SARS-CoV-2 – the virus that causes COVID-19 – belongs to the family of betacoronaviruses that cause everything from the common cold to Mers (which kills about one in three people infected). Despite causing a wide range of symptoms, these viruses all share similarities. If they’re similar enough, could one vaccine prevent infection from them all? Scientists have certainly been considering it.
Before we explore this question, though, we first need to take a detour into the fascinating anatomy of betacoronaviruses.
Betacoronaviruses are microscopic balls covered in spikes that encapsulate a central core of genetic material. The virus must infect cells in order to replicate, and to do this it must first attach to the cells.
Betacoronaviruses use their spikes to attach to cells by latching onto specific targets on the cells called receptors. Scientists from countries including the US and France have examined these spikes and discovered that they are made up of two pieces, or “domains”, imaginatively called S1 and S2.
These spike domains help the virus attach to host cells in a variety of ways. For example, the viruses that cause COVID-19 and Sars both use a part of the S1 domain called the receptor binding domain (RBD) to stick to the host cell receptor (ACE2). But the cold-causing viruses do not.
By comparing the features of the spikes between all the betacoronaviruses that cause human disease, researchers have discovered similarities and differences between them. Whereas S1 domains are quite variable between virus family members, the S2 domains are quite similar.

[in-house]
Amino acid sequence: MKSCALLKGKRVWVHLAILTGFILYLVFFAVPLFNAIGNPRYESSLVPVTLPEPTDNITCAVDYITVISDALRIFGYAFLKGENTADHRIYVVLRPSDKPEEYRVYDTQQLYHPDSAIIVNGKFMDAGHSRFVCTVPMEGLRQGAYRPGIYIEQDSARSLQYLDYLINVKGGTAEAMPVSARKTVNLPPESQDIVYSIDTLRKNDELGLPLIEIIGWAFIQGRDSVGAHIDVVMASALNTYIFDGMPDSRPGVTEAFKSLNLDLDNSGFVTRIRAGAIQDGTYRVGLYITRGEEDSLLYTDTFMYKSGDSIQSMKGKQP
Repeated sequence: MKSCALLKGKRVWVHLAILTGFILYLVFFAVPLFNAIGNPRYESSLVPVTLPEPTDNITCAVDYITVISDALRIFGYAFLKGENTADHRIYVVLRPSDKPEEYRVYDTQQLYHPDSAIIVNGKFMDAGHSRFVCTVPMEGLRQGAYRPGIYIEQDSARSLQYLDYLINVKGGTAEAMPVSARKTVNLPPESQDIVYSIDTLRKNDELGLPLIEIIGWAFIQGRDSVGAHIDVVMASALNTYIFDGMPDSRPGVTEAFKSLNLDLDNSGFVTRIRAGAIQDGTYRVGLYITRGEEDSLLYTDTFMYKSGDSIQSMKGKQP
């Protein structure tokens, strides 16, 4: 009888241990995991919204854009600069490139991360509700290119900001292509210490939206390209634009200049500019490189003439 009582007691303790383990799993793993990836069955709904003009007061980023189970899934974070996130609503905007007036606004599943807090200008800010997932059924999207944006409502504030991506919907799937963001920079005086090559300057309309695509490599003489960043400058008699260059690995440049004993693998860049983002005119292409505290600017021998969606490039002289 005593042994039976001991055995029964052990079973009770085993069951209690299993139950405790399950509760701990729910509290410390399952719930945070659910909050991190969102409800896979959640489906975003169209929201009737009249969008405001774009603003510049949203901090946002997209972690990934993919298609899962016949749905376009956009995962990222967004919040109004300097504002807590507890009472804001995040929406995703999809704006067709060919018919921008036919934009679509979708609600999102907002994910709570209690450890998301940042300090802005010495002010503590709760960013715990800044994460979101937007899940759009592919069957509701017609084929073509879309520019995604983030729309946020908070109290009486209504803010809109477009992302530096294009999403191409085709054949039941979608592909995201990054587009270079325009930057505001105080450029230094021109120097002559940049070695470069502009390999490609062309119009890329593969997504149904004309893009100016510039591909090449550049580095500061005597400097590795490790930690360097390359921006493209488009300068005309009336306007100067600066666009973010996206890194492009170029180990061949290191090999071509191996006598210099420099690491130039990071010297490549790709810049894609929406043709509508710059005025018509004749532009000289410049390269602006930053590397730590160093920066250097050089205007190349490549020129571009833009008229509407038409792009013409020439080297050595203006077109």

Similarities in virus structure are important because they can help our immune system get tricked into responding and fighting several types of closely related viruses. This happens because similar domains will have similar features that can be detected by our antibodies.
Antibodies are made by specialised white blood cells called B cells. They have several functions in infection, such as helping other white blood cells detect and kill viruses or virally infected cells. Antibodies can also stop viruses from getting into cells by blocking the cell receptors, such as ACE2 in the case of COVID-19.
However, as powerful as they are, antibodies take time to generate – it can take seven to ten days to start making protective antibodies. Once the B cells know what antibodies to make, they will remember, and if they meet the same infection again, they can react almost instantly and make even more antibodies than before. This feature is termed the memory response.
Vaccines work by trying to create immune memory by supplying the features of the virus that will trigger natural antibody production without the need for a full-blown infection. Could structural similarities between related betacoronaviruses be used to make vaccines that will generate antibodies recognising several virus family members?